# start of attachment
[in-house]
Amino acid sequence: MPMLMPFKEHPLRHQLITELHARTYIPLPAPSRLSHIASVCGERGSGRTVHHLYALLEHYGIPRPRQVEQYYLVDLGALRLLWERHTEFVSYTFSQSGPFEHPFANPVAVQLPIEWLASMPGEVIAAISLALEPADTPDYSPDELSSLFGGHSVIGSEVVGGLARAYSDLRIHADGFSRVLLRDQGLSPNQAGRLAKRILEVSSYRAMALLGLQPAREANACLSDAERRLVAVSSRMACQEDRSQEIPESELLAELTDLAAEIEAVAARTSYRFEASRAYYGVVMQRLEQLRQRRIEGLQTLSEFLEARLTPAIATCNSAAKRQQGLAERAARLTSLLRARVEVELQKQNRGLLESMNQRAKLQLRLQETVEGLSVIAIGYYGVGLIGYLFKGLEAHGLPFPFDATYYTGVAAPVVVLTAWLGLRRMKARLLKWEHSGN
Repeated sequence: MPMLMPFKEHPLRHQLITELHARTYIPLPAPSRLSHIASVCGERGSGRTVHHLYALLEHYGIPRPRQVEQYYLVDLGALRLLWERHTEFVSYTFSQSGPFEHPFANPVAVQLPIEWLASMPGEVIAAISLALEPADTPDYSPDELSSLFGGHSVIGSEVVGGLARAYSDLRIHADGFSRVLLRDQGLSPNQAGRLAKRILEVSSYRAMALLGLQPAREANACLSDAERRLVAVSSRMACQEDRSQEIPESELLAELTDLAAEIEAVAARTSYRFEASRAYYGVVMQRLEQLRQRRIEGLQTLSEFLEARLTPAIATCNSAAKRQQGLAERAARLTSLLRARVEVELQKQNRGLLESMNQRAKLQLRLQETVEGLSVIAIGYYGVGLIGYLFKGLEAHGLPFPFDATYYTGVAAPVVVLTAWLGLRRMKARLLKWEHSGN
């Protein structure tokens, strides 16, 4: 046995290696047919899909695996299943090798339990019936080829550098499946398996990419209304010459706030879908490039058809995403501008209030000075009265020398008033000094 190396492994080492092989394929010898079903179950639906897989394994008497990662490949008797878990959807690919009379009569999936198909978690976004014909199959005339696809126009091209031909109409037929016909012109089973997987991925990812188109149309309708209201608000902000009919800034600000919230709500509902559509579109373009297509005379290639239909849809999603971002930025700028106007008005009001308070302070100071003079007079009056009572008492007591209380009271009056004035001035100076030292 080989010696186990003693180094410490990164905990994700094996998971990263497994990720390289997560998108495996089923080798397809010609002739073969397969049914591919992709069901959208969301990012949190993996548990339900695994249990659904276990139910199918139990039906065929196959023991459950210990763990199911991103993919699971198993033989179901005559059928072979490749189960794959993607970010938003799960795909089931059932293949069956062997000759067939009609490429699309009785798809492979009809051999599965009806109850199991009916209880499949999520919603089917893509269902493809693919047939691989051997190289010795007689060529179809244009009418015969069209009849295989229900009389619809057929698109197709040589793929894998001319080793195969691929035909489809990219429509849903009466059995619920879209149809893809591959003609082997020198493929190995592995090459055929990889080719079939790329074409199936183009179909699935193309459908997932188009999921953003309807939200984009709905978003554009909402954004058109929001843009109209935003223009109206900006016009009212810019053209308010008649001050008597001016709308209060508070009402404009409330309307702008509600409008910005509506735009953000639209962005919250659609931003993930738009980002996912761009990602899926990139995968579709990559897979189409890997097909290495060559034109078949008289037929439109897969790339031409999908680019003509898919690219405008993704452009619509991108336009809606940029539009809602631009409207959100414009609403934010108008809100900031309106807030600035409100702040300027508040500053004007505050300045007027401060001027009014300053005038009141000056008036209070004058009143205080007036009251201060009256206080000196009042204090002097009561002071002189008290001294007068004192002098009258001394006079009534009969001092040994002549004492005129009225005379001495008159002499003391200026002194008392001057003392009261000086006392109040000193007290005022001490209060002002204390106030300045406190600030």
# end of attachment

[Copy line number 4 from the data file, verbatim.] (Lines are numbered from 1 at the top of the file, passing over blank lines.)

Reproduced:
């Protein structure tokens, strides 16, 4: 046995290696047919899909695996299943090798339990019936080829550098499946398996990419209304010459706030879908490039058809995403501008209030000075009265020398008033000094 190396492994080492092989394929010898079903179950639906897989394994008497990662490949008797878990959807690919009379009569999936198909978690976004014909199959005339696809126009091209031909109409037929016909012109089973997987991925990812188109149309309708209201608000902000009919800034600000919230709500509902559509579109373009297509005379290639239909849809999603971002930025700028106007008005009001308070302070100071003079007079009056009572008492007591209380009271009056004035001035100076030292 080989010696186990003693180094410490990164905990994700094996998971990263497994990720390289997560998108495996089923080798397809010609002739073969397969049914591919992709069901959208969301990012949190993996548990339900695994249990659904276990139910199918139990039906065929196959023991459950210990763990199911991103993919699971198993033989179901005559059928072979490749189960794959993607970010938003799960795909089931059932293949069956062997000759067939009609490429699309009785798809492979009809051999599965009806109850199991009916209880499949999520919603089917893509269902493809693919047939691989051997190289010795007689060529179809244009009418015969069209009849295989229900009389619809057929698109197709040589793929894998001319080793195969691929035909489809990219429509849903009466059995619920879209149809893809591959003609082997020198493929190995592995090459055929990889080719079939790329074409199936183009179909699935193309459908997932188009999921953003309807939200984009709905978003554009909402954004058109929001843009109209935003223009109206900006016009009212810019053209308010008649001050008597001016709308209060508070009402404009409330309307702008509600409008910005509506735009953000639209962005919250659609931003993930738009980002996912761009990602899926990139995968579709990559897979189409890997097909290495060559034109078949008289037929439109897969790339031409999908680019003509898919690219405008993704452009619509991108336009809606940029539009809602631009409207959100414009609403934010108008809100900031309106807030600035409100702040300027508040500053004007505050300045007027401060001027009014300053005038009141000056008036209070004058009143205080007036009251201060009256206080000196009042204090002097009561002071002189008290001294007068004192002098009258001394006079009534009969001092040994002549004492005129009225005379001495008159002499003391200026002194008392001057003392009261000086006392109040000193007290005022001490209060002002204390106030300045406190600030």